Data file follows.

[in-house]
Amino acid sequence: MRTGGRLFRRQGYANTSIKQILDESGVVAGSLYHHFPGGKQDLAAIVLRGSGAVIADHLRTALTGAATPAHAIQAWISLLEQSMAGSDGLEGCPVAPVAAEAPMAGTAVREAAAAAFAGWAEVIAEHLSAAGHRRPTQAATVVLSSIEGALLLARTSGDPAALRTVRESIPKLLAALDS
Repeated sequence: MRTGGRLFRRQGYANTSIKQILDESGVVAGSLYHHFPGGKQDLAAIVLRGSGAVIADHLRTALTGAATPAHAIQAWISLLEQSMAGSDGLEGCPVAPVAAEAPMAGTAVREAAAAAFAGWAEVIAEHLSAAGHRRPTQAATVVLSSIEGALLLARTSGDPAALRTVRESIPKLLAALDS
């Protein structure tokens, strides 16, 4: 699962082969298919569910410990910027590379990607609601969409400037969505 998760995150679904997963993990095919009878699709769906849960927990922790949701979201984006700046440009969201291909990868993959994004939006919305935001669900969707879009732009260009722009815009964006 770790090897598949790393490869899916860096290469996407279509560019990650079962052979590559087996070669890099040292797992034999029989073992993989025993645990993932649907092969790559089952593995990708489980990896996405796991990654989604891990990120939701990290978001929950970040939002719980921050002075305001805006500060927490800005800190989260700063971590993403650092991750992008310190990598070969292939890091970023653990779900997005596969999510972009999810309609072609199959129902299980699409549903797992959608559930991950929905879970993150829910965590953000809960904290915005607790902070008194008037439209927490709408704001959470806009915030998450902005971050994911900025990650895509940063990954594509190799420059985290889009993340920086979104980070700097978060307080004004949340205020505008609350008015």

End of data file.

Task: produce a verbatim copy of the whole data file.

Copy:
[in-house]
Amino acid sequence: MRTGGRLFRRQGYANTSIKQILDESGVVAGSLYHHFPGGKQDLAAIVLRGSGAVIADHLRTALTGAATPAHAIQAWISLLEQSMAGSDGLEGCPVAPVAAEAPMAGTAVREAAAAAFAGWAEVIAEHLSAAGHRRPTQAATVVLSSIEGALLLARTSGDPAALRTVRESIPKLLAALDS
Repeated sequence: MRTGGRLFRRQGYANTSIKQILDESGVVAGSLYHHFPGGKQDLAAIVLRGSGAVIADHLRTALTGAATPAHAIQAWISLLEQSMAGSDGLEGCPVAPVAAEAPMAGTAVREAAAAAFAGWAEVIAEHLSAAGHRRPTQAATVVLSSIEGALLLARTSGDPAALRTVRESIPKLLAALDS
């Protein structure tokens, strides 16, 4: 699962082969298919569910410990910027590379990607609601969409400037969505 998760995150679904997963993990095919009878699709769906849960927990922790949701979201984006700046440009969201291909990868993959994004939006919305935001669900969707879009732009260009722009815009964006 770790090897598949790393490869899916860096290469996407279509560019990650079962052979590559087996070669890099040292797992034999029989073992993989025993645990993932649907092969790559089952593995990708489980990896996405796991990654989604891990990120939701990290978001929950970040939002719980921050002075305001805006500060927490800005800190989260700063971590993403650092991750992008310190990598070969292939890091970023653990779900997005596969999510972009999810309609072609199959129902299980699409549903797992959608559930991950929905879970993150829910965590953000809960904290915005607790902070008194008037439209927490709408704001959470806009915030998450902005971050994911900025990650895509940063990954594509190799420059985290889009993340920086979104980070700097978060307080004004949340205020505008609350008015």